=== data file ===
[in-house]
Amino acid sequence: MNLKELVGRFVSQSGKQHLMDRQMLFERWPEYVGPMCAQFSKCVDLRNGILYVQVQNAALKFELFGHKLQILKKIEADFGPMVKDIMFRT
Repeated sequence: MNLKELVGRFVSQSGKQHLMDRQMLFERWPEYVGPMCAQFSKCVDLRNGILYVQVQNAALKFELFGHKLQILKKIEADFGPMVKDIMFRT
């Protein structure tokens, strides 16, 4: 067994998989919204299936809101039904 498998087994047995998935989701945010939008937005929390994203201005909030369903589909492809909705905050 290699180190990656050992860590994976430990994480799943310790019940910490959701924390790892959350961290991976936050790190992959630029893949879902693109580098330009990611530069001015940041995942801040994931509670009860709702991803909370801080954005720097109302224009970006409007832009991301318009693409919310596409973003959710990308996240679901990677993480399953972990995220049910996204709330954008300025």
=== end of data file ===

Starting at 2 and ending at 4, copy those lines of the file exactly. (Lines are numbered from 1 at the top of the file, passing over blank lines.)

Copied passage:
Amino acid sequence: MNLKELVGRFVSQSGKQHLMDRQMLFERWPEYVGPMCAQFSKCVDLRNGILYVQVQNAALKFELFGHKLQILKKIEADFGPMVKDIMFRT
Repeated sequence: MNLKELVGRFVSQSGKQHLMDRQMLFERWPEYVGPMCAQFSKCVDLRNGILYVQVQNAALKFELFGHKLQILKKIEADFGPMVKDIMFRT
């Protein structure tokens, strides 16, 4: 067994998989919204299936809101039904 498998087994047995998935989701945010939008937005929390994203201005909030369903589909492809909705905050 290699180190990656050992860590994976430990994480799943310790019940910490959701924390790892959350961290991976936050790190992959630029893949879902693109580098330009990611530069001015940041995942801040994931509670009860709702991803909370801080954005720097109302224009970006409007832009991301318009693409919310596409973003959710990308996240679901990677993480399953972990995220049910996204709330954008300025």